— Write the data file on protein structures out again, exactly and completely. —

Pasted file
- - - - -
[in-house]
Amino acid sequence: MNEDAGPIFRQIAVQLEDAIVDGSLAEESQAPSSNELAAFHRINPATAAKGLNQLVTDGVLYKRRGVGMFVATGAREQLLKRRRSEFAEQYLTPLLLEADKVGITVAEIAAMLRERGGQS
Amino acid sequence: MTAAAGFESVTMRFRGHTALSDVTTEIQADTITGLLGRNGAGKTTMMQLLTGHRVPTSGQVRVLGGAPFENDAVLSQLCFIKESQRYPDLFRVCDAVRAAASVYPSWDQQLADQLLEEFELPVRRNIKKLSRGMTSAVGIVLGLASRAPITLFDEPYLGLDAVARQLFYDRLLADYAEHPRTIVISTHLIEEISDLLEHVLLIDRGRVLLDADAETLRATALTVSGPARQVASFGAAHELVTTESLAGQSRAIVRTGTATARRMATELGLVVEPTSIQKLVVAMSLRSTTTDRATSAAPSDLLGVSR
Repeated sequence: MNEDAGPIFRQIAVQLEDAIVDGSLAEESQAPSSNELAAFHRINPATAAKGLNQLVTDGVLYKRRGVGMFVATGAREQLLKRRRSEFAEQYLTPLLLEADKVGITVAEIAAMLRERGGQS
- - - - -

[in-house]
Amino acid sequence: MNEDAGPIFRQIAVQLEDAIVDGSLAEESQAPSSNELAAFHRINPATAAKGLNQLVTDGVLYKRRGVGMFVATGAREQLLKRRRSEFAEQYLTPLLLEADKVGITVAEIAAMLRERGGQS
Amino acid sequence: MTAAAGFESVTMRFRGHTALSDVTTEIQADTITGLLGRNGAGKTTMMQLLTGHRVPTSGQVRVLGGAPFENDAVLSQLCFIKESQRYPDLFRVCDAVRAAASVYPSWDQQLADQLLEEFELPVRRNIKKLSRGMTSAVGIVLGLASRAPITLFDEPYLGLDAVARQLFYDRLLADYAEHPRTIVISTHLIEEISDLLEHVLLIDRGRVLLDADAETLRATALTVSGPARQVASFGAAHELVTTESLAGQSRAIVRTGTATARRMATELGLVVEPTSIQKLVVAMSLRSTTTDRATSAAPSDLLGVSR
Repeated sequence: MNEDAGPIFRQIAVQLEDAIVDGSLAEESQAPSSNELAAFHRINPATAAKGLNQLVTDGVLYKRRGVGMFVATGAREQLLKRRRSEFAEQYLTPLLLEADKVGITVAEIAAMLRERGGQS